In 1307 Meinhard's son Henry was elected King of Bohemia, After his death, he had one surviving daughter, Margaret Maultasch, who could gain the rule only over Tyrol. In 1342 she married Louis V of Wittelsbach, then Margrave of Brandenburg. The red eagle in Tyrol's coat of arms may derive from the Brandenburg eagle at the time when she and her husband ruled Tyrol and Brandenburg in personal union, though the Tyrolean eagle had already appeared in the 13th century.
Louis V died in 1361, followed by Margaret's son Meinhard III two years later. Lacking any descendants to succeed her, she bequeathed the county to Rudolph IV of Habsburg, Duke of Austria in 1363. He was recognized by the House of Wittelsbach in 1369. From that time onward, Tyrol was ruled by various lines of the Austrian Habsburg dynasty, who held the title of Count.
After the Habsburg hereditary lands had been divided by the 1379 Treaty of Neuberg, Tyrol was ruled by the descendants of Duke Leopold III of Austria. After a second division within the Leopoldinian line in 1406, Duke Frederick IV of the Empty Pockets ruled them. In 1420 he made Innsbruck the Tyrolean residence. In 1490 his son and heir Sigismund renounced Tyrol and Further Austria in favour of his cousin German king Maximilian I of Habsburg. By then Maximilian I had re-united all Habsburg lands under his rule. In 1500 he also acquired the remaining Gorizia (Görz) territories around Lienz and the Puster Valley.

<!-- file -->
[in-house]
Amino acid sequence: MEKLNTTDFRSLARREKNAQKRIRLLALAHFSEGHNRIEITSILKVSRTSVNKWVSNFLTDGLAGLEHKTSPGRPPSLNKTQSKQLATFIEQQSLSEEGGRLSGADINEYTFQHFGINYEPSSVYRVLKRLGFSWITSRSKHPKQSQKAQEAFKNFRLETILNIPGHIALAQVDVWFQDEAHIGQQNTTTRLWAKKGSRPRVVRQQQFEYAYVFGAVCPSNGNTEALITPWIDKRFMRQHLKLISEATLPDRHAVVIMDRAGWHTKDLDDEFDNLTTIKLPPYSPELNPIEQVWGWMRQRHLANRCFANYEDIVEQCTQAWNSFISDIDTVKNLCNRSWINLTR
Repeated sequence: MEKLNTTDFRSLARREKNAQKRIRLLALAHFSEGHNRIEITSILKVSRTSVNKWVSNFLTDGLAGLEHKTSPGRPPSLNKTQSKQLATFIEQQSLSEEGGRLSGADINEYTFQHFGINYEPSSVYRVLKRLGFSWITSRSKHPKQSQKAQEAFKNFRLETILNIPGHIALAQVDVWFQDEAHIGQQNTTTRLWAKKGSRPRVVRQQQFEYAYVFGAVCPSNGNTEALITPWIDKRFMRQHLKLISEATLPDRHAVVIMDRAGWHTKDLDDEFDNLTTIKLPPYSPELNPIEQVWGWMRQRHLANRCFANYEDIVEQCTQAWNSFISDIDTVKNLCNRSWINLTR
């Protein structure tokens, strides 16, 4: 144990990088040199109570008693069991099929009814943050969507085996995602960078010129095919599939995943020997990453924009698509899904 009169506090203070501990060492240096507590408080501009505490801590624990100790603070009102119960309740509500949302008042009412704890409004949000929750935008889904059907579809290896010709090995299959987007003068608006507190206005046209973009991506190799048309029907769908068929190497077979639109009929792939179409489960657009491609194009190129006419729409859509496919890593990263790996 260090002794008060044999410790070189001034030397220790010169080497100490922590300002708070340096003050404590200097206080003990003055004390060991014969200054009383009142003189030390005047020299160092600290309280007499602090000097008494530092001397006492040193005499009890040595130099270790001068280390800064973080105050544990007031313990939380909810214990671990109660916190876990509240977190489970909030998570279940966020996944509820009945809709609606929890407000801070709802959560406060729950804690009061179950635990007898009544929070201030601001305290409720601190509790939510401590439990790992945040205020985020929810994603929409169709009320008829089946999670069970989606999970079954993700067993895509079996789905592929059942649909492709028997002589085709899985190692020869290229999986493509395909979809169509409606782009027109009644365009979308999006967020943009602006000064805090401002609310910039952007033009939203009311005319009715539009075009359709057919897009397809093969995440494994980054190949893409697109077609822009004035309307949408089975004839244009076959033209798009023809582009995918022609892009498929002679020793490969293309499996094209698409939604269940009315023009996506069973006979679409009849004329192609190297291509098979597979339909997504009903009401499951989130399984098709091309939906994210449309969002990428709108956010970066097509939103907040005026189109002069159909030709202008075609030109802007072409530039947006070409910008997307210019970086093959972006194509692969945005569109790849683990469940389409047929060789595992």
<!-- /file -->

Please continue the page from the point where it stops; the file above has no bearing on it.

When Emperor Ferdinand I of Habsburg died in 1564, he bequeathed the rule over Tyrol and Further Austria to his second son Archduke Ferdinand II. Both territories thereafter fell to the younger sons of the Habsburg Emperors: Archduke Matthias in 1608 and Maximilian III in 1612. After the death of Archduke Sigismund Francis in 1665, all Habsburg lands were again under the united rule of the Emperor Leopold I.
From the time of Maria Theresa of Austria (1740−1780) onward, Tyrol was governed by a central government of the Habsburg Monarchy at Vienna in all matters of major importance. In 1803 the lands of the Bishoprics of Trent and Brixen were secularised and incorporated into the county.
Following defeat by Napoleon in 1805, Austria was forced to cede Tyrol to the Kingdom of Bavaria in the Peace of Pressburg. Tyrol as a part of Bavaria became a member of the Confederation of the Rhine in 1806. The Tyroleans rose up against the Bavarian authority and succeeded three times in defeating Bavarian and French troops trying to retake the country.
Austria lost the war of the Fifth Coalition against France, and got harsh terms in the Treaty of Schönbrunn in 1809. Glorified as Tyrol's national hero, Andreas Hofer, the leader of the uprising, was executed in 1810 in Mantua. His forces had lost a third and final battle against the French and Bavarian forces. Tyrol remained under Bavaria and the Napoleonic Kingdom of Italy for another four years.
In 1814, by decisions of the Congress of Vienna, Tyrol was reunified and returned to Austria. It was integrated into the Austrian Empire. From 1867 onwards, it was a Kronland (Crown Land) of Cisleithania.
End of the CountyEdit